What Every MMA Fan Should Remember
I know, I know – the internet tough guy immediately comes back with “Bro, dude, I fight all the time! I get in fights every day. I’m like a living legend on these streets. JUMP IN MY GUARD, BRO!”
Ok, so now that the knee-jerk reaction has been taken care of for you and the whole internet knows what a bad man you really are – if you could, think a bit harder for me.
Think about the times you knew you were going to be in a fight.
If your experiences are anything like mine, your mindset didn’t resemble the UFC’s version of what a “fighter” thinks about before a fight. You weren’t getting ready to “bear witness to the fitness of the modern warrior”. You weren’t amped to “face the pain”. You certainly weren’t looking forward to your noggin being in the way as “BOOM another hit is landed.”
Chances are you were feeling pretty damn apprehensive. Not scared per se, not afraid – but damn, damn nervous.
See, fighting is the most naked activity a human being can participate in. Wait, that sounded wrong. Let’s try again: Fighting is the frothy lubricant for our emotional…ah damnit! One more time: the act of combat causes us to grope uncomfortably into the darkest deepest cracks of…oh forget it!
Simply put: fighting is definitive in a way other sports simply aren’t.
I bet you can’t remember every game of basketball, or golf, or rugby, or whatever that you’ve ever played. Even the “big” games – championships, rivalry games, that sort of thing – fade in time.
But I’m willing to bet that you remember, with picture-perfect clarity, every single fight you’ve ever been in.
To use the example of Brett Favre, his interception against the Saints in the NFC championship game made him one of the most despised guys in sports – for a brief time. Oh, and he also took pictures of his junk and sent them to people. That was kind of a smear as well.
But it doesn’t matter. He’s retired now, and will be remembered as one of the all-time greats. And as many times as he screwed up (and he did) he always had another season to redeem himself.
Each season, the slate was wiped clean – for the team, and for the players on it. No New Orleans Saints fan still claims their team is the best because they won the Superbowl almost three years ago.
Forrest Griffin is a former world champion, a PPV headliner, and an all-time great with 14 UFC fights to his name. How much you want to bet that every time his name is brought up with fans, in the media, wherever – the first thing that comes to mind is Anderson Silva. That fight was in 2009, the same year/season the Saints went all the way to the Superbowl, yet in one sport the slate is completely wiped clean.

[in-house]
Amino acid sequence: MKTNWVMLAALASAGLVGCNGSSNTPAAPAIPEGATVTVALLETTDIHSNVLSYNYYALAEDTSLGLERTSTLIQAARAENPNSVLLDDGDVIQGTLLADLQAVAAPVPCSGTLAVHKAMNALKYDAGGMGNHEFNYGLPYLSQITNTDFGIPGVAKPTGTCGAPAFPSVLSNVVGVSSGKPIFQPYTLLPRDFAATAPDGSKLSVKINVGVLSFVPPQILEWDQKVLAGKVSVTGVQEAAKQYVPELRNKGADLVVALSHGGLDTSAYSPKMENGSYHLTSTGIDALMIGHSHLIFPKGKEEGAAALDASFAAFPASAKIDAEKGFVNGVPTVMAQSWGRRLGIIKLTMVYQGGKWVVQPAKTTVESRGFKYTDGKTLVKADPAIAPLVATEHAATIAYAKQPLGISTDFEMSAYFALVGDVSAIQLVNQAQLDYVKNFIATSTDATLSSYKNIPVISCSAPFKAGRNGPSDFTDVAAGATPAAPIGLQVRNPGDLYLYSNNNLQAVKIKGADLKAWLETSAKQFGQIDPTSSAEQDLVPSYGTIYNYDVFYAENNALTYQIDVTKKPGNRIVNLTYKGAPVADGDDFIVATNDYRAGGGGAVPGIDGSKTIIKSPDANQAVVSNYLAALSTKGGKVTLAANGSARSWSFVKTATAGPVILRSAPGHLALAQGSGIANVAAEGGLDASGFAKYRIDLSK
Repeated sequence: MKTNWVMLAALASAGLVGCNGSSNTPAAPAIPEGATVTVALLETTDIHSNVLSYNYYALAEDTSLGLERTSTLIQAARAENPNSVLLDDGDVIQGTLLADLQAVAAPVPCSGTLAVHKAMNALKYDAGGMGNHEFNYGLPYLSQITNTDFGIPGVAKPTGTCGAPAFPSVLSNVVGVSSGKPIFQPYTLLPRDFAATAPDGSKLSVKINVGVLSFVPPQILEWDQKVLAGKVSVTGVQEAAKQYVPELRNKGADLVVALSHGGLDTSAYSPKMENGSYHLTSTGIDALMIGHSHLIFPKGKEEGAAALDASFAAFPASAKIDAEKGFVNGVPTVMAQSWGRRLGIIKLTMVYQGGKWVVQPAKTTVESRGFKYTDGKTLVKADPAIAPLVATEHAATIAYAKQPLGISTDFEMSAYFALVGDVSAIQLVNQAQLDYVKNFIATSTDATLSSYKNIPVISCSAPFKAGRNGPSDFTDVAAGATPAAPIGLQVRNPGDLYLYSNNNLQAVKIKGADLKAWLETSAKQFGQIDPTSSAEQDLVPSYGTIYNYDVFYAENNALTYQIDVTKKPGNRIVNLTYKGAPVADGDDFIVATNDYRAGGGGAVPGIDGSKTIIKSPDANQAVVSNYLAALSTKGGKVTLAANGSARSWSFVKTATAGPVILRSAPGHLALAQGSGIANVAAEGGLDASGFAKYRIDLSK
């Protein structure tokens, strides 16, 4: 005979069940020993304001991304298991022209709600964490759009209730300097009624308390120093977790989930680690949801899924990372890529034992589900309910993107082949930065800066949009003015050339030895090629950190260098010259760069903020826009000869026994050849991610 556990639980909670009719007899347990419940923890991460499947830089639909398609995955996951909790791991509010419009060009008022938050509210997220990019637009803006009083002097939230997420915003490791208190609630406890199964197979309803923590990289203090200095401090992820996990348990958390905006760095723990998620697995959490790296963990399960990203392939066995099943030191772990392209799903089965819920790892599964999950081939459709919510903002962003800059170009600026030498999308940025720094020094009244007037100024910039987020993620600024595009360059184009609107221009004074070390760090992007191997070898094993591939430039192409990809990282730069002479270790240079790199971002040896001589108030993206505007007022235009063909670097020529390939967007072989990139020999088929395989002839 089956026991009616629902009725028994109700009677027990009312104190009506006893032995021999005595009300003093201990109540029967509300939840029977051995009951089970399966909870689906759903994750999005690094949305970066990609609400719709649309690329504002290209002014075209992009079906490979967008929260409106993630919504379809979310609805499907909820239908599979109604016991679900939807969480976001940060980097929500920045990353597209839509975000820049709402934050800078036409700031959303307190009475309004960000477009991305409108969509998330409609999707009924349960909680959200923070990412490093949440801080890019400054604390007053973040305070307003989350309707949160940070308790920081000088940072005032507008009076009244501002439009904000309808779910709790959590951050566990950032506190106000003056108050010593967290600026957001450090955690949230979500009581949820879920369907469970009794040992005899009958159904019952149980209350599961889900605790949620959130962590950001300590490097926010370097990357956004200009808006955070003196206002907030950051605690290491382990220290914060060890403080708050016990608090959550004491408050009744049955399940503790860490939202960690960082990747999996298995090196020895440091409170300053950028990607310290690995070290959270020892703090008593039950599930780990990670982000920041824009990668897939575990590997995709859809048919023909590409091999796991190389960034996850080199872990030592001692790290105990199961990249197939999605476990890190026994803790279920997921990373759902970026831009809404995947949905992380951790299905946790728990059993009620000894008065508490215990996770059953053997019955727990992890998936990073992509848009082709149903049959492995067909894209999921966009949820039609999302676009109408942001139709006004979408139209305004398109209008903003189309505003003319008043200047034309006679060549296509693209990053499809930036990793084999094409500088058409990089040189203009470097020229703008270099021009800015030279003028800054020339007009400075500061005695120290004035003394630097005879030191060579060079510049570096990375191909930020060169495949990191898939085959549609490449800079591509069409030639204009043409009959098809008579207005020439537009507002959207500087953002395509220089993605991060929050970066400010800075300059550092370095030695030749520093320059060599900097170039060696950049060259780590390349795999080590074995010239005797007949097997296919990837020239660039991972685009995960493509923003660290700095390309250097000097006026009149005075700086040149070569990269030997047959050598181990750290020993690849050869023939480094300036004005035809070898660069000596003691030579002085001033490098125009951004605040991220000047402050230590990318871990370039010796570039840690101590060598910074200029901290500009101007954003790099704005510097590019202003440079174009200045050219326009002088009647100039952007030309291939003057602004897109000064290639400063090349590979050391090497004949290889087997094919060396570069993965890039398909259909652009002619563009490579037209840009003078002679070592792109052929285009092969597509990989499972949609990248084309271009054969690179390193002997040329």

In the other sport, our sport, the stigma of defeat will hang around Forrest’s neck forever.
He’ll never get another season to rectify that. There isn’t a tour coming up where they’ll meet again. They won’t meet every two months like tennis stars. His only chance for redemption is a rematch. And with Forrest’s career winding down and Anderson newly busy at Middleweight, that’s not likely to happen.
All the respect Forrest earned before the Silva fight – like winning a world championship or being in the most important fight in MMA history – was all but erased in the minds of many fans with that one, smashing defeat.
It’s not right, it’s not fair, but it’s the cold, hard truth about MMA. About combat sports. About fighting.
I could blame mentality. I could blame the “winning is everything” mindset of the American fan. I could blame Vince Lombardi. I could blame “Mortal Kombat” or “Bloodsport” or “Highlander” for inspiring this “victor vanquishes the defeated” mindset in combat sports. I could blame Obama – that seems to be in style with the Yanks right now.
But the simple truth is: it’s human nature. Being better at a silly children’s game is fleeting, trivial, and next to meaningless in the grand scheme of things.
But being better at a fight? That goes right back to our most primal instincts. That’s some “law of the jungle” sh*t. When one person beats another person in a direct, violent physical confrontation, it’s akin to an evolutionary statement that says to everyone watching “I am better. My genes are superior. I am a better mate, provider, and specimen of human being.”
Are there exceptions? Of course. We’ve all seen those fights that were all out wars, where the announcers proclaim that “neither man really lost this fight,” or something similar. The Gatti vs. Ward trilogy in boxing is a great example of that rare instance where the winner of the fight isn’t as important as the fight itself.
But these are the exceptions, rather than the rule. 90% of the time in life, as in combat sports, one guy beats the other, and now the winner>the loser. Case closed, let’s move on.
Now I ask you again: imagine you were told, right now, that you were going to be in a fight. And your friends, family, and everyone you ever knew would all be watching this fight. Imagine 20,000 people were gathered ‘round to watch this fight. Imagine there were whole blogs, news sites, and articles devoted to looking at whether or not you were going to get your ass kicked. Can you possibly imagine the total vulnerability – emotional, mental, physical – such a situation would force in you?
That’s what a fighter faces every time he gets in the cage. And he faces something else, too – the possibility of complete humiliation and defeat, that unless he is a big name in a big money fight, he’ll likely never get the chance to avenge.
In every action you take as a fan, in every critical word you write, in every insult you drunkenly hurl at a boring fight, in every dismissive, critical notion that a fighter is “done”, “overrated” “exposed” or anything else – never, ever forget this.
It’s pretty much the least we can do, don’t you think?